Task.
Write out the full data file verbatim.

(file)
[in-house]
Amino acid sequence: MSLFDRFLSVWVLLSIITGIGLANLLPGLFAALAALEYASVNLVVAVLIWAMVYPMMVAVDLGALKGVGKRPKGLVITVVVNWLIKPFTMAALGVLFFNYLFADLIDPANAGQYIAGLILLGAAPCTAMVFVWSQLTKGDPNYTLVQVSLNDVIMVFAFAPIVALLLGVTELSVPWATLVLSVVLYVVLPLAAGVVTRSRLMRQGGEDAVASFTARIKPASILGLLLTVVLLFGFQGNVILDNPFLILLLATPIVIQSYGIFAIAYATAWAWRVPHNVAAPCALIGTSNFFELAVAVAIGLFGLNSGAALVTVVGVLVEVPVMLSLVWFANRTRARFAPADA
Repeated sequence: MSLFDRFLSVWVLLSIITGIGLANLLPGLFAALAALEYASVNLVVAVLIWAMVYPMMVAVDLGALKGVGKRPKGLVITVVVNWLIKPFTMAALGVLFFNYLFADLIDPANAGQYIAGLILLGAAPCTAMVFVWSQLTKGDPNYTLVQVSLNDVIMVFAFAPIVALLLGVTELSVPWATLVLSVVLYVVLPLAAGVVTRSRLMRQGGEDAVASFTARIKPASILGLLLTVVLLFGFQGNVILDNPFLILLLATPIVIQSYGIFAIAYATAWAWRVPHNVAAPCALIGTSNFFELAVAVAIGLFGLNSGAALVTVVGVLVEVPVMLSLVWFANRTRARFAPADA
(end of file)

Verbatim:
[in-house]
Amino acid sequence: MSLFDRFLSVWVLLSIITGIGLANLLPGLFAALAALEYASVNLVVAVLIWAMVYPMMVAVDLGALKGVGKRPKGLVITVVVNWLIKPFTMAALGVLFFNYLFADLIDPANAGQYIAGLILLGAAPCTAMVFVWSQLTKGDPNYTLVQVSLNDVIMVFAFAPIVALLLGVTELSVPWATLVLSVVLYVVLPLAAGVVTRSRLMRQGGEDAVASFTARIKPASILGLLLTVVLLFGFQGNVILDNPFLILLLATPIVIQSYGIFAIAYATAWAWRVPHNVAAPCALIGTSNFFELAVAVAIGLFGLNSGAALVTVVGVLVEVPVMLSLVWFANRTRARFAPADA
Repeated sequence: MSLFDRFLSVWVLLSIITGIGLANLLPGLFAALAALEYASVNLVVAVLIWAMVYPMMVAVDLGALKGVGKRPKGLVITVVVNWLIKPFTMAALGVLFFNYLFADLIDPANAGQYIAGLILLGAAPCTAMVFVWSQLTKGDPNYTLVQVSLNDVIMVFAFAPIVALLLGVTELSVPWATLVLSVVLYVVLPLAAGVVTRSRLMRQGGEDAVASFTARIKPASILGLLLTVVLLFGFQGNVILDNPFLILLLATPIVIQSYGIFAIAYATAWAWRVPHNVAAPCALIGTSNFFELAVAVAIGLFGLNSGAALVTVVGVLVEVPVMLSLVWFANRTRARFAPADA